The Space Between Us Is Love

The space between us is love.
Full of care for each other and those not here,
and possibility
with the same life it has when we embrace,

The space between us is love,
because what isn’t?

The space between us is love.
It opens up and we do not know
what next will appear?

The space between us is love.
Let our planet’s gravity protect us from
literal curses we may spew at each other
and with immediate or later regret.

The space between us is love.
In that moment between what I thought
and those words I said.
And oh how I wish I could take them back.
Oh how I will hold that space,
next time.

The space between us is love
The space between us is love
The space between us is love6910430780_726e1084e2_o

The space


John Abbe, March 2020

I’ve been explicitly seeking spiritual community for a few months now, and just realized it’s plural. Not that I want more than one spiritual community necessarily, but that there are two overlapping sets of activities I’m engaged in:

  • A search for spiritual community for myself — formally with the Friends, and informally through Nonviolent Communication networks and whatever other opportunities present themselves.
  • Learning more about spiritual community and holding space for others’ search for spiritual community.

One thing that I am learning is how bespoke spiritual community is, perhaps must be from the individual perspective — people move toward or away from different spiritual institutions or possibilities for all kinds of reasons many of which go largely unexplored. And yet part of the draw of community is that it offers some kind of reliable commonality, some throughline.

Does this bring up something you’d like to share? Are you in or seeking to be in one or more spiritual communities? Comment below or email me at

Testing in serious numbers is just getting underway in the US, so the number of cases reported here will be jumping. (3/8) “Don’t panic” is always good advice (thank you, Douglas Adams) but “Better safe than sorry” also seems to apply here.

This article on pandemic phases (3/9) notes that phase two is “when people who don’t realise they have contracted Covid-19 go about their daily lives rather than stay isolated.” This is where a lot of the US is right now, and the article includes this image (already on Wikimedia), depicting how being careful now will help prevent COVID-19 from doing more harm than it will already:


A doctor in Italy (now on lockdown across the country) noted yesterday: “Some of our colleagues who are infected also have infected relatives and some of their relatives are already struggling between life and death. So be patient, you can’t go to the theatre, museums or the gym. Try to have pity on the myriad of old people you could exterminate.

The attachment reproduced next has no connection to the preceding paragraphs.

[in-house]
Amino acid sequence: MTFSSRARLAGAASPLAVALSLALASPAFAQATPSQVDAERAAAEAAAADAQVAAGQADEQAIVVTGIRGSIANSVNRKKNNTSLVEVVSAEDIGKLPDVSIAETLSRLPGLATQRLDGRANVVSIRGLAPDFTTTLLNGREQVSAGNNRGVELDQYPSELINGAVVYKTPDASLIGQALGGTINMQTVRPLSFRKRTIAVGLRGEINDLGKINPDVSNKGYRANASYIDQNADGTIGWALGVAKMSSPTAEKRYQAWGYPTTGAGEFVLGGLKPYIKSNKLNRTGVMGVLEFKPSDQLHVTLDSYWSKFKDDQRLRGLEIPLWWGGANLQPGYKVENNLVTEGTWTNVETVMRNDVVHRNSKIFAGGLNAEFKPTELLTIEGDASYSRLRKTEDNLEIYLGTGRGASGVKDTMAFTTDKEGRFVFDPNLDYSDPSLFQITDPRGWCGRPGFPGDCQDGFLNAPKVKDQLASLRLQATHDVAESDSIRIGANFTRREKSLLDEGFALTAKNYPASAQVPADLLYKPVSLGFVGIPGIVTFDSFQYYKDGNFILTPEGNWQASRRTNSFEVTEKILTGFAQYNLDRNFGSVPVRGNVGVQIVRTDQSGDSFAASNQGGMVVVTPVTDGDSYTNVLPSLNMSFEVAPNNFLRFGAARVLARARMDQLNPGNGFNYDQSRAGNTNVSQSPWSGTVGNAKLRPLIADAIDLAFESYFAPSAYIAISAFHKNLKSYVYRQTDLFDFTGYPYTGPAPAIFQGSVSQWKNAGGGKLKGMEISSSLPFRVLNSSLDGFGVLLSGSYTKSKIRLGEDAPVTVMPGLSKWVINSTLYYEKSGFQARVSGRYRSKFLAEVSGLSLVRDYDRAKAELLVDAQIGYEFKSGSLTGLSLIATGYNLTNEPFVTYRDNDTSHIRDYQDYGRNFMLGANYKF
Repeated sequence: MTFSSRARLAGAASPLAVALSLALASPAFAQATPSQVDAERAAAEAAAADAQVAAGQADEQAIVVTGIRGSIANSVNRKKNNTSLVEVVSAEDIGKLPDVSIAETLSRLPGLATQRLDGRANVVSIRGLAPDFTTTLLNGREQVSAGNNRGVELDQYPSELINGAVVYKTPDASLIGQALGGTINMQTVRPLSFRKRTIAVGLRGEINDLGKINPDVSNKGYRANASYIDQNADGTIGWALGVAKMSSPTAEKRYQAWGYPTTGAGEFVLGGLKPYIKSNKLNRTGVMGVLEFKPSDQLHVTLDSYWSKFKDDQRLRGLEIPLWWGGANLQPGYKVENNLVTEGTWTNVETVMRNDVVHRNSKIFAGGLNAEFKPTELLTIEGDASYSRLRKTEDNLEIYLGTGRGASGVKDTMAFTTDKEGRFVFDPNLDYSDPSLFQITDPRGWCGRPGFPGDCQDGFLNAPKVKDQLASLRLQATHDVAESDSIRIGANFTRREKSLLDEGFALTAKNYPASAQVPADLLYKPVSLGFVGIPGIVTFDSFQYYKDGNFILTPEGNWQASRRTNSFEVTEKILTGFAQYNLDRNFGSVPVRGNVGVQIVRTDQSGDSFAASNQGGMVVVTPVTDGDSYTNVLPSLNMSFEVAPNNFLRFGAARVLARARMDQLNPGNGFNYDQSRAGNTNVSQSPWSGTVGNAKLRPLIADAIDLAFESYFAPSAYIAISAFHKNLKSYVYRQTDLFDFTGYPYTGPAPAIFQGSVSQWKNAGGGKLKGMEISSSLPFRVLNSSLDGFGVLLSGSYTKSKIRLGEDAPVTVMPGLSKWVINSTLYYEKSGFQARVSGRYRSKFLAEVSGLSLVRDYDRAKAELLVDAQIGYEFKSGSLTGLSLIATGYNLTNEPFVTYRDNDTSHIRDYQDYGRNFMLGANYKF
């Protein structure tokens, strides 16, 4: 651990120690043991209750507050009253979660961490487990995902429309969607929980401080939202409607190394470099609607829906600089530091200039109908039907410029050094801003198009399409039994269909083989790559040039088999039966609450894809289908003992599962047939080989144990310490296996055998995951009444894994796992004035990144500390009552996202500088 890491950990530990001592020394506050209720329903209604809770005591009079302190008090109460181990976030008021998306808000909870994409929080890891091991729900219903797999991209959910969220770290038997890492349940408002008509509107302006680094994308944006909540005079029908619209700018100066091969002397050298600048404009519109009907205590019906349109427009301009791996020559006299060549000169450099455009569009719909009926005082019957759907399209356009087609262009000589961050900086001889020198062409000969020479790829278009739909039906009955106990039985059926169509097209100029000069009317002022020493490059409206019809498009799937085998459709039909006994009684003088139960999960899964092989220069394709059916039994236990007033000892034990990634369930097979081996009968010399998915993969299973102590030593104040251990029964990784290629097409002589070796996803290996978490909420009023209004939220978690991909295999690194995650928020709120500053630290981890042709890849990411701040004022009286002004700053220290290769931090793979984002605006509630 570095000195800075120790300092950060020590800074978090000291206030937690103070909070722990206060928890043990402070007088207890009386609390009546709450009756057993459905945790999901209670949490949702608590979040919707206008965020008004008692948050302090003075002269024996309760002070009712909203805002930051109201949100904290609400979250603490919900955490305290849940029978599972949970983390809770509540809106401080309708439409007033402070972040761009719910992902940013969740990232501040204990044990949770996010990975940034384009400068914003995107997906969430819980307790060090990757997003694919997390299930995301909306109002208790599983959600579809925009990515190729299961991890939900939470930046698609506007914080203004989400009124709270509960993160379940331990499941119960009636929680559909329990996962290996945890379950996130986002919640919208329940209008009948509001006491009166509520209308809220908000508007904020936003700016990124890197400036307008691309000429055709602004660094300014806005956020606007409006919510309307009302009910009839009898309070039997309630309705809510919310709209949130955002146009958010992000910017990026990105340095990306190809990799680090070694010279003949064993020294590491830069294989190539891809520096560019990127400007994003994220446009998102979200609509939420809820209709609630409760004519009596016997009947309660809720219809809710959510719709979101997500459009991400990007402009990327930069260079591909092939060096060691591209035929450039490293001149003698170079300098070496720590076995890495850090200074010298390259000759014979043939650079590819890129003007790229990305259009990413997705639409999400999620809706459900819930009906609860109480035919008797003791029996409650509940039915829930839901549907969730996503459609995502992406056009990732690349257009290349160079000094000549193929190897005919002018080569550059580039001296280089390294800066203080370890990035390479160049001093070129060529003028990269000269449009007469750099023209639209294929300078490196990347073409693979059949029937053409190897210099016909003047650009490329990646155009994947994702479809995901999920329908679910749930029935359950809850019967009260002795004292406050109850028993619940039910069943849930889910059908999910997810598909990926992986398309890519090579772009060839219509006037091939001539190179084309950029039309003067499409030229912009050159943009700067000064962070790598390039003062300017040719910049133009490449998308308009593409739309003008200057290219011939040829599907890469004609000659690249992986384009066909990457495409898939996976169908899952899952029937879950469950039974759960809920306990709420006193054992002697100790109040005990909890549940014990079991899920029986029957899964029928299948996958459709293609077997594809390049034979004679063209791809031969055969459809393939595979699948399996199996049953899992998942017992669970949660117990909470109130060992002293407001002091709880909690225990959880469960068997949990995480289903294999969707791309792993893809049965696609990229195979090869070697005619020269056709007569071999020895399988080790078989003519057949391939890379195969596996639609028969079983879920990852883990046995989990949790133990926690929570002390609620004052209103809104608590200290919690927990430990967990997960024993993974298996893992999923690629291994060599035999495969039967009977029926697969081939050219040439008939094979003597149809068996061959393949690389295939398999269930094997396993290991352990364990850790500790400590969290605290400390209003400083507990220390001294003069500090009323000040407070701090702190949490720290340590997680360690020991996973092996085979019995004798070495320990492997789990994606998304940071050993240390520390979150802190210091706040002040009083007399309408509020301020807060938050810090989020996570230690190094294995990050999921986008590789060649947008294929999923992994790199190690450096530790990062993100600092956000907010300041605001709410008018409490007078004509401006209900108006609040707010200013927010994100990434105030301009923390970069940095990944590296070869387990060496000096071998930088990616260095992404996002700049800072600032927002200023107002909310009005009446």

This is my life.

Astoundingly often, it works.



WikiBirthday is March 25, let’s make something of it!

I should get up on what’s happening with Ward’s Federated Wiki.

I was just talking with dog, who seemed interested to spend some time together when I was about to eat. Unthinking, I suggested there would be plenty of (other) time to spend together. Immediately correcting myself I noted that of course I knew the only time we have is right now.

I find these conversations with dog often remind me of very helpful things.

About 20 years ago, I went to a one-man show of an evening with Buckminster Fuller in San Francisco. Fuller (or rather, the actor Ron Campbell) let you know right away that your perspective was going to be shifted this evening, when he invited us all loudly to, “Sit in, sit in!” and went on to explain that since our planet Earth is a sphere there isn’t properly an up or a down, but rather an out and in.

Being ready to have your perspective shifted is a good way to go into anything systems-related, such as the latest from the Academy of Systems Change, Leverage Points and the Iceberg Model in Economic Development:

[P]lacing a higher value on living assets (people and Nature) than on non-living capital assets is a key leverage point, enabling us to see why economies that mimic life enjoy a win-win spiral of systemic health and prosperity.

I look forward to Jay Bragdon’s book, Economies that Mimic Life. And I will be writing more here about the relevance of the leverage points to news — in general and especially on KEPW.

I’ve been writing raw HTML again. Still works. Feels good.

The Limits To Growth showed the consequences of unchecked growth on a finite planet in 1972. Lead author Donella Meadows continued her big picture environmental & social analysis for the rest of her life, and I find her “Twelve Leverage Points to Intervene in a System” a very handy map to help understanding things from a systems perspective. I’ve been giving a short riff about it for a few years to folks, and here is a recording of it (inspired by sharing it with Cooperation Eugene), recorded in February 2019.

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This is a test. This is only a test. Had this been a real life you would not have been told where to go and what to do.